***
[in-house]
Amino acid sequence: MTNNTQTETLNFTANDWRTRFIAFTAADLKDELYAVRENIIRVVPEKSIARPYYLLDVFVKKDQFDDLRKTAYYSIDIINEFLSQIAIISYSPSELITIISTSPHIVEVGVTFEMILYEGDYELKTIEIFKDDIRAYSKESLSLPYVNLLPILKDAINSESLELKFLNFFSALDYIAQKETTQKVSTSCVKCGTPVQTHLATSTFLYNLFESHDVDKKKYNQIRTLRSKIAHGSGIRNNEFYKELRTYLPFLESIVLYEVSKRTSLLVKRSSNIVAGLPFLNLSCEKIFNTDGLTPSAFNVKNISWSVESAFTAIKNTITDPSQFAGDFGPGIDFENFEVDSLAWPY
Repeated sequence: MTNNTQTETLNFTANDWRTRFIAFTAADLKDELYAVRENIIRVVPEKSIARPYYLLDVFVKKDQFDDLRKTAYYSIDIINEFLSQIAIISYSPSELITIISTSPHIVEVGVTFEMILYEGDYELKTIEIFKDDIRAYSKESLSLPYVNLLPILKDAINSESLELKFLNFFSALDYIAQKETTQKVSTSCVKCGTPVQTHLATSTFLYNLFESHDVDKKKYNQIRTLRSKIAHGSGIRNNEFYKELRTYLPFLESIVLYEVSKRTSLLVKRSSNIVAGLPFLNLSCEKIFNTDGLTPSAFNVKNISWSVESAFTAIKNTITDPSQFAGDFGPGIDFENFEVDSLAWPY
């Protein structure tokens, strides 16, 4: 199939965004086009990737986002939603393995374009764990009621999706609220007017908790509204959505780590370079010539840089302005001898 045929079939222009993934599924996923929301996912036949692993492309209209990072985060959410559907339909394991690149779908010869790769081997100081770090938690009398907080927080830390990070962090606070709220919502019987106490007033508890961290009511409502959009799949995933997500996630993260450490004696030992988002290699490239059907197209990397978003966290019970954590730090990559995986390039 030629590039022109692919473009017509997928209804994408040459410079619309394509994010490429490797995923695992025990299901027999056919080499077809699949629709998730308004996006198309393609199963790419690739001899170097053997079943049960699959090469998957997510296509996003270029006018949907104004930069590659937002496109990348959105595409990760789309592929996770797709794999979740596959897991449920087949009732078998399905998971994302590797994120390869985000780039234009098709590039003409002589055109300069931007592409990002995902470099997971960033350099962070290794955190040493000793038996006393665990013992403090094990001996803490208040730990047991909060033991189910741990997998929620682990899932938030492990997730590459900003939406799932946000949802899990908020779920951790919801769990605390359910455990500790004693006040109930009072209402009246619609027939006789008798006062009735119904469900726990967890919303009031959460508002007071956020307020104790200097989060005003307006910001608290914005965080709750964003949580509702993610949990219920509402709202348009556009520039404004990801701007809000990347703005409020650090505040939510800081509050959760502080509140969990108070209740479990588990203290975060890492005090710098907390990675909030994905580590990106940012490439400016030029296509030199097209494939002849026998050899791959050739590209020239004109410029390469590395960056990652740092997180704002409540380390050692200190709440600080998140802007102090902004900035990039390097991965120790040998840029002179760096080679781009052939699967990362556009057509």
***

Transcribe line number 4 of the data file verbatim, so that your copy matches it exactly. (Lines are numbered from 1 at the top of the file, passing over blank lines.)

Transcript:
């Protein structure tokens, strides 16, 4: 199939965004086009990737986002939603393995374009764990009621999706609220007017908790509204959505780590370079010539840089302005001898 045929079939222009993934599924996923929301996912036949692993492309209209990072985060959410559907339909394991690149779908010869790769081997100081770090938690009398907080927080830390990070962090606070709220919502019987106490007033508890961290009511409502959009799949995933997500996630993260450490004696030992988002290699490239059907197209990397978003966290019970954590730090990559995986390039 030629590039022109692919473009017509997928209804994408040459410079619309394509994010490429490797995923695992025990299901027999056919080499077809699949629709998730308004996006198309393609199963790419690739001899170097053997079943049960699959090469998957997510296509996003270029006018949907104004930069590659937002496109990348959105595409990760789309592929996770797709794999979740596959897991449920087949009732078998399905998971994302590797994120390869985000780039234009098709590039003409002589055109300069931007592409990002995902470099997971960033350099962070290794955190040493000793038996006393665990013992403090094990001996803490208040730990047991909060033991189910741990997998929620682990899932938030492990997730590459900003939406799932946000949802899990908020779920951790919801769990605390359910455990500790004693006040109930009072209402009246619609027939006789008798006062009735119904469900726990967890919303009031959460508002007071956020307020104790200097989060005003307006910001608290914005965080709750964003949580509702993610949990219920509402709202348009556009520039404004990801701007809000990347703005409020650090505040939510800081509050959760502080509140969990108070209740479990588990203290975060890492005090710098907390990675909030994905580590990106940012490439400016030029296509030199097209494939002849026998050899791959050739590209020239004109410029390469590395960056990652740092997180704002409540380390050692200190709440600080998140802007102090902004900035990039390097991965120790040998840029002179760096080679781009052939699967990362556009057509």